The 2010s was when online shopping was perfected. It seemed every retailer had an app you could download to your phone and in an instant order a new dress, a new kitchen appliance, a new makeup palette, a new throw for your couch. Social media was an extension of customer service and many companies had DMs, comments, and replies open for engaging with customers. Everyone from Refinery29 to the New York Times employed affiliate links on their websites, making a commission from each click. Instagram gave accounts with at least 10,000 followers the ability to use a swipe-up function in their Instagram Stories, so you didn’t even have to leave the app to buy what she’s wearing or using. Brands like SHEIN, Romwe, and Fashion Nova came on the scene offering ridiculously cheap fashion that was so cute and delivered so quickly no one allowed themselves the moment to wonder how in the world they made those clothes so cheap. Amazon was king, and Walmart was hiring every influencer in America to earn back that throne. By the end of 2019 if shipping wasn’t free and in less than a week it seemed archaic. If Prime next-day shipping wasn’t fast enough for you, many retailers let you order online and pick it up two hours later at a store in your neighborhood.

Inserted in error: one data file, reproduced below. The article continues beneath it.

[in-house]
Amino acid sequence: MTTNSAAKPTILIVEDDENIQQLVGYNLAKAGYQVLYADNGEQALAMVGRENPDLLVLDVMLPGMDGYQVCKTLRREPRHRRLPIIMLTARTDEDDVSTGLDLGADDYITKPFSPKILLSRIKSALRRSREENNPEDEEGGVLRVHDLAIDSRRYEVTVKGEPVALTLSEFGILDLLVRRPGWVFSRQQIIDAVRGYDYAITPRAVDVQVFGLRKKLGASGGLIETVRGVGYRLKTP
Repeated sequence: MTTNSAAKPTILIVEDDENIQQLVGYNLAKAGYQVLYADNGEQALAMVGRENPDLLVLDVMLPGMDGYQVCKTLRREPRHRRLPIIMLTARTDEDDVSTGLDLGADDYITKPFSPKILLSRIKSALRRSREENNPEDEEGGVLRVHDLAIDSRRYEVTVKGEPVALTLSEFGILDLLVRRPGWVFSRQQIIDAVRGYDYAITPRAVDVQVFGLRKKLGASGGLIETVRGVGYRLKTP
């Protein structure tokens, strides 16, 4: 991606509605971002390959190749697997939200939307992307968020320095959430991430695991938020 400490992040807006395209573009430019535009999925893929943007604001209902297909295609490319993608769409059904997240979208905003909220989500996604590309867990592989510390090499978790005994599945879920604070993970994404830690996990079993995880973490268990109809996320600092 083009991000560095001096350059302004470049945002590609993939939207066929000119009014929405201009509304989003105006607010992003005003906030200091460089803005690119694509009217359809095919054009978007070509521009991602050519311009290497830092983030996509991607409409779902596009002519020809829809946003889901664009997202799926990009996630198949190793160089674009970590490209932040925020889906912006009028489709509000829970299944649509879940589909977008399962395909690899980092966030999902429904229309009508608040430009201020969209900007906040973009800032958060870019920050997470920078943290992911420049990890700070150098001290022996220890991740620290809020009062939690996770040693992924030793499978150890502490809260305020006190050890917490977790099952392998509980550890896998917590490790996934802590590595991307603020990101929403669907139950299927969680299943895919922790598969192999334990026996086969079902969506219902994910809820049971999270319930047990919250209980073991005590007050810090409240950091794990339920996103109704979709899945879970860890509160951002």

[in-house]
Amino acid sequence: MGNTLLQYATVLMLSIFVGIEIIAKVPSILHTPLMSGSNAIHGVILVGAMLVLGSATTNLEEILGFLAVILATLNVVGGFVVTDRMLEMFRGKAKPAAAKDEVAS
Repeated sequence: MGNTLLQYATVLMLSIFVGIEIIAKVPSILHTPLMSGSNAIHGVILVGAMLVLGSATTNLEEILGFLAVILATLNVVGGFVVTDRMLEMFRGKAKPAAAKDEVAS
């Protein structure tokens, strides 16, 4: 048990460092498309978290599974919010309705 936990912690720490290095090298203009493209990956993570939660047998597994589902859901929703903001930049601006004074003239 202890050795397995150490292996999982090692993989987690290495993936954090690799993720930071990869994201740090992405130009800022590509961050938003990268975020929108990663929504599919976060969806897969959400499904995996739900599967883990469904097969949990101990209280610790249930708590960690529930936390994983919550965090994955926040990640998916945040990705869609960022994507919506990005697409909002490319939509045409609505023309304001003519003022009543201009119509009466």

This was also the decade of How-To. The 2010s started with learning how to make quirky earrings and embellish a sweatshirt. It then moved on to how to dress with capsule wardrobes, styling challenges, and YouTube makeup tutorials. Thanks to our massive consumption over the decade, the trend became tips on how to get rid of stuff – how to spark joy and become a minimalist. As a website owner, I knew the best way to bring traffic to my site was to have a blog post that was titled with something like, “Five ways to style a sweater” or “How to get the look for less” or “The six things every woman needs in her closet.” Thanks to the convenience of the internet, we stopped thinking for ourselves and found gurus across the world to teach us how to live.